It's Official, The 60 Hour Covid-19 Journey Begins
We had to make a really tough decision this week. We have been speaking these last few weeks about how well Vietnam is handling the virus and that still remains the same. They have 40 times fewer cases than Canada and it is growing very slowly however with the constant changes to airlines, visa regulations, and quarantine measures, we are always looking at the long-term effects and costs of staying. Before the virus, a 3-month visa extension was available for roughly $50 USD through one of the many agencies. This week we found out that these agencies are now taking advantage of COVID-19 and are charging $400 USD for the extension. With no guarantee that flights would be running like normal at the end of that period, we had to make the tough call and pull the plug on our time in Asia. Booking last-minute tickets we have had one of the longest adventures to get us home. After 2 flight cancellations, 4 flights, 2 overnight layovers, and 3 countries we have made it home! We are both incredibly sad to have to return but feel the advantage of being in Canada out way any disadvantages of cutting our trip short.
Having made up our mind, we talked to Linh about our decision and how sad we would be to say goodbye to our Vietnamese family. Luckily for us though, having his homestay essentially closed meant that he had a ton of time to tour us around. With free bikes at all of the hotels we had stayed at in the past month, we had biked around many of the main streets but it turns out there is so much more if you know where to look. Hoping on the bikes on a nice clear day we headed towards the river to one of his favourite coffee shops. Stopping off at a hole in the wall place with no menu, Linh orders us their specialty - salt coffee. The unique mix of coffee, condensed milk, cream, and a bit of salt made for a very interesting twist on the typical Vietnamese coffee we were used to.
Back on the bikes, we moved off the main road and onto the now paved path that once was an entry point to the Ho Chi Minh Trail. We had previously biked this section but unbeknownst to us at the time, partway down the road is a small ferry station. It turns out that over the years communities have sprung up on the opposite side of the river and for some reason, no bridge was ever built to connect it to Phong Nha. The only way to get across is aboard a small wooden longboat paddled by a tiny woman. Crossing the 50 metres only took a few minutes but was truly a local's experience. There is no monetary cost to locals but instead, food or home goods are the appropriate fare. Once on the opposite side of the river, a twisted network of lanes takes you through numerous communities and farmland.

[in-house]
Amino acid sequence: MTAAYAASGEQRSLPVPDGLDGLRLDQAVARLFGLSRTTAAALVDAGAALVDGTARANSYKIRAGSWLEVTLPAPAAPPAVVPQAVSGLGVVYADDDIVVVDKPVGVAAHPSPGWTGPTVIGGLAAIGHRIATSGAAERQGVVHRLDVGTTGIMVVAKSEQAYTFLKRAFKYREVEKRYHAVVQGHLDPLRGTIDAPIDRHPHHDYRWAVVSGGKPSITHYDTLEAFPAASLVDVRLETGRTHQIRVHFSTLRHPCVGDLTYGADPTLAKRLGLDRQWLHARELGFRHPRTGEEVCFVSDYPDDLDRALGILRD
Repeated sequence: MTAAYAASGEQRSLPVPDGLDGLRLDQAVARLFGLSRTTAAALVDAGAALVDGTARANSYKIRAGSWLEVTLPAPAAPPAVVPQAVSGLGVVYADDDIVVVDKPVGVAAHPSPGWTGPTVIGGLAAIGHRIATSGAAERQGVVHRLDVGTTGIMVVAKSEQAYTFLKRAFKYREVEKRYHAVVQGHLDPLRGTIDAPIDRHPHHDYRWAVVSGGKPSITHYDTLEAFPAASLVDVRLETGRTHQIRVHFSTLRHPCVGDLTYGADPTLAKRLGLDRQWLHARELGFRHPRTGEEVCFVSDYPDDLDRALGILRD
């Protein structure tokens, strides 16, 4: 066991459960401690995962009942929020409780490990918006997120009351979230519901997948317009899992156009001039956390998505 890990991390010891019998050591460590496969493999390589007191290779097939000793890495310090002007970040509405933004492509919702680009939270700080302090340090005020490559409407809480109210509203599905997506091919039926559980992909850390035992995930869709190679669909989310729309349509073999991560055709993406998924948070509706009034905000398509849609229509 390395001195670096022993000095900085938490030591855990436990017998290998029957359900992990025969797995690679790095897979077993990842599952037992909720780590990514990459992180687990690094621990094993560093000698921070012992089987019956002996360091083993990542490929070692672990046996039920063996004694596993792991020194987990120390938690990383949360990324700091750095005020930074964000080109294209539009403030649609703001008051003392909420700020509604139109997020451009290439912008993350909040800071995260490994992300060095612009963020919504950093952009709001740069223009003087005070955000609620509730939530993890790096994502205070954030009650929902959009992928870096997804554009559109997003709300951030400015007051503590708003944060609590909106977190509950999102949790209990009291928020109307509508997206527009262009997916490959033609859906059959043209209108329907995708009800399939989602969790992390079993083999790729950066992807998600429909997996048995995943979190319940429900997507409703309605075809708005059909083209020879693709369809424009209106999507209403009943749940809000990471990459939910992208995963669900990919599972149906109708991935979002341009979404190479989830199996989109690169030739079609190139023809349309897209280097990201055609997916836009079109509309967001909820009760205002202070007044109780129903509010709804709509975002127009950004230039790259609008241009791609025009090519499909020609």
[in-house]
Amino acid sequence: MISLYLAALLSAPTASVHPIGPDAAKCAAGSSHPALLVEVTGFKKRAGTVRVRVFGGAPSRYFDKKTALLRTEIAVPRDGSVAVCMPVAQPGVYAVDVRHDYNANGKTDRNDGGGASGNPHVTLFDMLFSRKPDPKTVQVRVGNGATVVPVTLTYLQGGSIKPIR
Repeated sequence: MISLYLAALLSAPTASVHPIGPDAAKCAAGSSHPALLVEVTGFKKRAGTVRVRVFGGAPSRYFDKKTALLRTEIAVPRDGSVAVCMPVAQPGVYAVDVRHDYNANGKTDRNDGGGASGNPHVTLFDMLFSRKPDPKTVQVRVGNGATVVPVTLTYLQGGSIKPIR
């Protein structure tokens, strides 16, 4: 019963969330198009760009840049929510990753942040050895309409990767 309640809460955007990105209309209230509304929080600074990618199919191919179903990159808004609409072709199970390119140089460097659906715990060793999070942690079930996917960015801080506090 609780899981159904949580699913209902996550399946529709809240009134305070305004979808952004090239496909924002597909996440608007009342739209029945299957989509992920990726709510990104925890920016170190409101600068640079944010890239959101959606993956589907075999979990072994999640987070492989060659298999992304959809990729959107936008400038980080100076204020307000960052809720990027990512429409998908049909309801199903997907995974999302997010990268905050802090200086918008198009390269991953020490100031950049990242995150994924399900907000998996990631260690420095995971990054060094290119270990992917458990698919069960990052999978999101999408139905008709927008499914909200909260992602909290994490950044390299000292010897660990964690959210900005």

Our destination was two large suspension bridges that cross the river further downstream. It was quite strange how we had already passed 2 communities by the time we hit the first bridge and another one by the second bridge but no bridge connected the area to the main streets of Phong Nha. The nice thing though is the further you get away from the main streets of Phong Nha, the quainter the villages get and the more stunning the landscape. The area was featured in a popular music video, click HERE to watch (if you keep watching the video it also takes you through Son Doong Cave). On our way back to town we stopped just before the ferry at a small farm that grew corn and peanuts. Did you know peanuts grow under the ground on a vine-like plant? After pulling off a few ears of corn and uprooting a dozen peanut plants we were on our way back home with some pre-dinner snacks!
Peanuts are a very popular crop in this region of Vietnam and will be harvested at the end of April. The bunches that we pulled up were a little underdeveloped and small but were still really tasty. Unlike the roasted peanuts that are popular back home, when they are fresh all you need to do is boil them for a few minutes. This means that they become almost the same texture as a chickpea or edamame with a semi potato taste. Though they are not what we are used to, they were really good and Derek especially devoured most of the bowl! The scenery, company, and a bit of farming made for one of our best days in the 5 months of travel! We could not thank Linh enough for taking us out and showing us a bit of the "off the beaten track" side of his town.
It has now been about 20 days since we first showed up to Linh's homestay. We have had an incredible time thanks to the hospitality of his family and small team of staff. They have prepared 3 meals a day for pretty much the entire time, tried to teach us many Vietnamese words, ensured everything was well kept and always had a smile on. As such, we knew that we needed to do something that would show our appreciation to them all. The place that we had eaten many kebabs at and spoke about in our previous newsletter is also a small bakery. One of the times we were there we notice a bunch of cakes. On one of the last days of our stay, we decided that buying a cake would not only be a nice way to show our appreciation to Linh's family but also help support a small business that is likely to have a tough run thanks to the elimination of tourism in the town. The cake was absolutely fantastic. With a very light whip cream icing and airy vanilla cake, it was so much better than many cakes back home. Even though it probably had less than 10% of the sugar that cakes have back home after just one piece the kids were absolutely wired and causing quite the ruckus in the lobby!